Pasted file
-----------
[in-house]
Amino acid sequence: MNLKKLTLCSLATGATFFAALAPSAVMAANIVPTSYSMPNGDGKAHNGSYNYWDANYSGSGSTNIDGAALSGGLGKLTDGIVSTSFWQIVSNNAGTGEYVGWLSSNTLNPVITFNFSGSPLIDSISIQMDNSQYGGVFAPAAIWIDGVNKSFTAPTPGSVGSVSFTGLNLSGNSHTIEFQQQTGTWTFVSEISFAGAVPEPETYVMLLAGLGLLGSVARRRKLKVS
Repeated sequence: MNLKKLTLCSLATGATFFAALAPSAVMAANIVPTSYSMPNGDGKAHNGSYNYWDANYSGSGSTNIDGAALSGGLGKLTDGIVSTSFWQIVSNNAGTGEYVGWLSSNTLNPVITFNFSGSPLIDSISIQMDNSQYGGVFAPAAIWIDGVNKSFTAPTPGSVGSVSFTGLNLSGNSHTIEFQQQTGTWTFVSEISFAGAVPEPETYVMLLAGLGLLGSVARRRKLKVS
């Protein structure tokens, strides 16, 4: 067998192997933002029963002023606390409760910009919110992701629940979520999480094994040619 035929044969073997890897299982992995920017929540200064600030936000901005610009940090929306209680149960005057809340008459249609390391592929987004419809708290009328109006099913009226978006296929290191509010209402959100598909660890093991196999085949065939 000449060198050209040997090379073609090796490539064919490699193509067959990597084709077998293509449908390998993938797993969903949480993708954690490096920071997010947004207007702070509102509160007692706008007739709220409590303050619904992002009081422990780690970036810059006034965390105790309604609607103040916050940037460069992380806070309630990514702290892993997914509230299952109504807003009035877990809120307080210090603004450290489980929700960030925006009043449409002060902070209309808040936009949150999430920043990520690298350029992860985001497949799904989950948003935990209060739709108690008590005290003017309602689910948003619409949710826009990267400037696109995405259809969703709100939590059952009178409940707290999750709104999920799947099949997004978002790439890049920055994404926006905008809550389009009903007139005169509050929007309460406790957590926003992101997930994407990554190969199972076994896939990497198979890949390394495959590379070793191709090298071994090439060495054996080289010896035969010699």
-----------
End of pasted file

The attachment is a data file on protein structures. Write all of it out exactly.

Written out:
[in-house]
Amino acid sequence: MNLKKLTLCSLATGATFFAALAPSAVMAANIVPTSYSMPNGDGKAHNGSYNYWDANYSGSGSTNIDGAALSGGLGKLTDGIVSTSFWQIVSNNAGTGEYVGWLSSNTLNPVITFNFSGSPLIDSISIQMDNSQYGGVFAPAAIWIDGVNKSFTAPTPGSVGSVSFTGLNLSGNSHTIEFQQQTGTWTFVSEISFAGAVPEPETYVMLLAGLGLLGSVARRRKLKVS
Repeated sequence: MNLKKLTLCSLATGATFFAALAPSAVMAANIVPTSYSMPNGDGKAHNGSYNYWDANYSGSGSTNIDGAALSGGLGKLTDGIVSTSFWQIVSNNAGTGEYVGWLSSNTLNPVITFNFSGSPLIDSISIQMDNSQYGGVFAPAAIWIDGVNKSFTAPTPGSVGSVSFTGLNLSGNSHTIEFQQQTGTWTFVSEISFAGAVPEPETYVMLLAGLGLLGSVARRRKLKVS
């Protein structure tokens, strides 16, 4: 067998192997933002029963002023606390409760910009919110992701629940979520999480094994040619 035929044969073997890897299982992995920017929540200064600030936000901005610009940090929306209680149960005057809340008459249609390391592929987004419809708290009328109006099913009226978006296929290191509010209402959100598909660890093991196999085949065939 000449060198050209040997090379073609090796490539064919490699193509067959990597084709077998293509449908390998993938797993969903949480993708954690490096920071997010947004207007702070509102509160007692706008007739709220409590303050619904992002009081422990780690970036810059006034965390105790309604609607103040916050940037460069992380806070309630990514702290892993997914509230299952109504807003009035877990809120307080210090603004450290489980929700960030925006009043449409002060902070209309808040936009949150999430920043990520690298350029992860985001497949799904989950948003935990209060739709108690008590005290003017309602689910948003619409949710826009990267400037696109995405259809969703709100939590059952009178409940707290999750709104999920799947099949997004978002790439890049920055994404926006905008809550389009009903007139005169509050929007309460406790957590926003992101997930994407990554190969199972076994896939990497198979890949390394495959590379070793191709090298071994090439060495054996080289010896035969010699």